the Importance of Being Earnest; Themes; Marriage

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Q: Some audiences think that this play gives a negative view of marriage. How far do you agree with this opinion?


·      Men’s views on marriage contrast with women’s views

·      Youth’s views contrast with the elders’

·      Business vs. pleasure

·      Since this is a social satire, the views are not very serious or genuine;

·      Rather, Wilde uses the different characters to host his own debate on the many aspects of marriage (e.g: Alg. is a member of the youth that has distaste for marriage until he himself falls in love; Lady Bracknell is a high and mighty woman who sees marriage as a means to raise a social status rather than a commitment for love, etc.)




·      Algernon: Gives little thought to marriage, undermining its importance

On the contrary, he finds marriage antonymous to love; “I really don’t see anything romantic in proposing. It is very romantic to be in love. But there is nothing romantic about a definite proposal… The very essence of romance is uncertainty. If I ever get married, I’ll certainly try to forget the fact.”

While his views on marriage may be lax, he criticizes others’ poor portrayal of marriage; e.g: he disapproves of Lane’s relaxed attitude towards his failed marriage, but this may show his hypocrisy—he himself says that “divorces are made in heaven.”

However, this low opinion of marriage switches after Alg. meets Cecily. After having met her, Alg. reforms all his preconceived notions that marriage is unnecessary or kills romance, and does everything in his power to secure his marriage with Cecily.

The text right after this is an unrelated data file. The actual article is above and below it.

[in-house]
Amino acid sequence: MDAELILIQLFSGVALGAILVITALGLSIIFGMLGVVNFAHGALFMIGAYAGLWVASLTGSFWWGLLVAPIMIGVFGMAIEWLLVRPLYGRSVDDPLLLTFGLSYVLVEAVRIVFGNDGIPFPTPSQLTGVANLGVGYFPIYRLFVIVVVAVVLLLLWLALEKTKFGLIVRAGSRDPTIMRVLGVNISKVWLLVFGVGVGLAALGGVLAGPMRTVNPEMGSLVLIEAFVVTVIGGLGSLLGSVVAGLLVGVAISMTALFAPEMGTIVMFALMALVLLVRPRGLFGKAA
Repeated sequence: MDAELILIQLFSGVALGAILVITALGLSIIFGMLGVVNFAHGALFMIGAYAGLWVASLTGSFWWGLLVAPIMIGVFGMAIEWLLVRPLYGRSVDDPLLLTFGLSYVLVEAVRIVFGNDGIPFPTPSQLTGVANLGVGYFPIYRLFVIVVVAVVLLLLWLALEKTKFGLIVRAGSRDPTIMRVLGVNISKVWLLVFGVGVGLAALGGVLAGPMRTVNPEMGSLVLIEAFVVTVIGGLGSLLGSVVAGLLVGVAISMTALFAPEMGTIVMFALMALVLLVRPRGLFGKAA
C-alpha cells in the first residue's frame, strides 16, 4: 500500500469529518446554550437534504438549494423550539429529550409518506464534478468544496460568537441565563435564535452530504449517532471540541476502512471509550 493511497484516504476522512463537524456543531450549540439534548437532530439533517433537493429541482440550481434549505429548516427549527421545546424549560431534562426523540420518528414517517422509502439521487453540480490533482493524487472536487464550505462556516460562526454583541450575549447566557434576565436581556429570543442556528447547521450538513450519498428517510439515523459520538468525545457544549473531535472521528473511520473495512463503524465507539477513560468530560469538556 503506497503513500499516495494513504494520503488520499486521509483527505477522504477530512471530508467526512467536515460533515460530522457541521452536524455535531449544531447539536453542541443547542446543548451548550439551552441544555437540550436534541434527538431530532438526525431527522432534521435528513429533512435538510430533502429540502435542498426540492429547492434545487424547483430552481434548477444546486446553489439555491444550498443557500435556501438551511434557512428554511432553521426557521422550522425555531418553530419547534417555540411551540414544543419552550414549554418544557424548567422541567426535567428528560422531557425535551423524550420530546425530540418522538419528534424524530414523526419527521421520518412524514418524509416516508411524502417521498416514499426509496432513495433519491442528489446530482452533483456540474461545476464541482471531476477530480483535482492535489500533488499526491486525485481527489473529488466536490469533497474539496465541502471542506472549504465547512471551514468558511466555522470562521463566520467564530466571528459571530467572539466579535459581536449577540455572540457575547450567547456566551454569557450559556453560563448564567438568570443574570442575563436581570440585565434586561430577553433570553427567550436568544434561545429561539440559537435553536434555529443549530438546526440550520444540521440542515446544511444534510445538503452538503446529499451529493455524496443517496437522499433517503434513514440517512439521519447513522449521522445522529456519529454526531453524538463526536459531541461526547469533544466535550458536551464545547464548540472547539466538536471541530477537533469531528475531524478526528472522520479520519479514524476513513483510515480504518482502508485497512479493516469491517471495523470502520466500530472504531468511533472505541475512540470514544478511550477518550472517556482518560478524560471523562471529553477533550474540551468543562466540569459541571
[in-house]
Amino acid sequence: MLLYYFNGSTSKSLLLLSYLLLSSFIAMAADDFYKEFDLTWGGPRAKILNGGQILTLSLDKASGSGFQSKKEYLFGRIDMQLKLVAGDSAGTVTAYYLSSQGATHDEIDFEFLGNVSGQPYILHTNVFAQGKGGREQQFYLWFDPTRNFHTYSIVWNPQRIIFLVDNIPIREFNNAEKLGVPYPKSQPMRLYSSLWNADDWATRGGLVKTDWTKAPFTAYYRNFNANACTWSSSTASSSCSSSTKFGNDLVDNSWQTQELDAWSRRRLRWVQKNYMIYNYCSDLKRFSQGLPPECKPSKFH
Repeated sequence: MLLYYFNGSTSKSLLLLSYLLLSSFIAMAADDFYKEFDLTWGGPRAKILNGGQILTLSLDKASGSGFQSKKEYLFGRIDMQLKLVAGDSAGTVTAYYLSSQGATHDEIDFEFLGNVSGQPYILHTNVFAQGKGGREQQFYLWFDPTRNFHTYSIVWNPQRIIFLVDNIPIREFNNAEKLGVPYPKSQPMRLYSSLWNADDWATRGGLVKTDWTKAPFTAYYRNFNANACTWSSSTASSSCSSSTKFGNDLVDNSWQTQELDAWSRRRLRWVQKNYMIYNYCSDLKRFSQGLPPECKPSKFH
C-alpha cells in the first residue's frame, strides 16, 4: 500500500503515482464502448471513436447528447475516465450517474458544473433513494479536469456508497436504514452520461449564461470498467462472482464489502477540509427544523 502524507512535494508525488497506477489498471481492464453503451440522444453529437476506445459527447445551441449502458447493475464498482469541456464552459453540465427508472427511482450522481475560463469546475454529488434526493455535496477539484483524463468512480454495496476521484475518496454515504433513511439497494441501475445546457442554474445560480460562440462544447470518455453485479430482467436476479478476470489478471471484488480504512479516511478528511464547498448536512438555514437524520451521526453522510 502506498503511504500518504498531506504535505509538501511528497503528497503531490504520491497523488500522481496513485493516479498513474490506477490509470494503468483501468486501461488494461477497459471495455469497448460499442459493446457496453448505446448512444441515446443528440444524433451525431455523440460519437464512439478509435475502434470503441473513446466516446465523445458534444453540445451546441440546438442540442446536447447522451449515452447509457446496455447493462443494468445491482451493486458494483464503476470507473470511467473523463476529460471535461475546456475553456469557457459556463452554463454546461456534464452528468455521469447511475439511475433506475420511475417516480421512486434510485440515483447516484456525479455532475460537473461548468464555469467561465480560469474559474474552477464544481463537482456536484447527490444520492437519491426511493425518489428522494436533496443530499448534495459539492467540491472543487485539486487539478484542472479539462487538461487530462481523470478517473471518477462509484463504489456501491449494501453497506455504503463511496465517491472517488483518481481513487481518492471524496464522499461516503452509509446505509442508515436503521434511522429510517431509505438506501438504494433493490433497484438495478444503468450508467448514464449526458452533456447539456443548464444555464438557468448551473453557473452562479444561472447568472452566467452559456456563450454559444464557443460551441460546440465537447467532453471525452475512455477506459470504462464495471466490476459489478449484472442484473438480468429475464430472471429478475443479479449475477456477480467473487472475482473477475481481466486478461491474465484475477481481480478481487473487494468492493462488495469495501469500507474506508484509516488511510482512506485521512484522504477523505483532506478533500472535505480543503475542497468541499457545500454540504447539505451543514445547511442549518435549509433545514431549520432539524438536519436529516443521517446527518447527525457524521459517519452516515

·      Jack:  Considered a true romantic; sees marriage as an act of love

His views on love and marriage contrast with Alg.’s views

He is more sensible regarding the subject, and his choice of Gwendolen as a wife-to-be also has more thought put behind it than Alg.’s, Cecily’s, or Gwen’s choices

He goes to great lengths to marry Gwen, injecting a sense of importance of marriage into the play, portraying its strength to readers, as it gives Jack motivation to persevere past several obstacles, including Lady Bracknell’s disapproval and Alg’s disapproval.

“The Divorce Court was specially invented for people whose memories are so curiously constituted” > high opinion and respect for marriage


·      Lane:  “I believe {marriage} is a very pleasant state, sir.”

“I myself have only been married once. That was in consequence of a misunderstanding between myself and a young person.” > inverse of the phrase, turning “understanding” into “misunderstanding”

“in married households the champagne is rarely of a first-rate brand.” Lane implies that in married households, celebrations are usually either scarce, or poor in quality, resulting in a tendency for the champagne to be low-quality. On the other hand, the quality of wine is reasonable, so marriage brings with it many reasons to drink. This may suggest the troubles that come with marriage.



In general, women view


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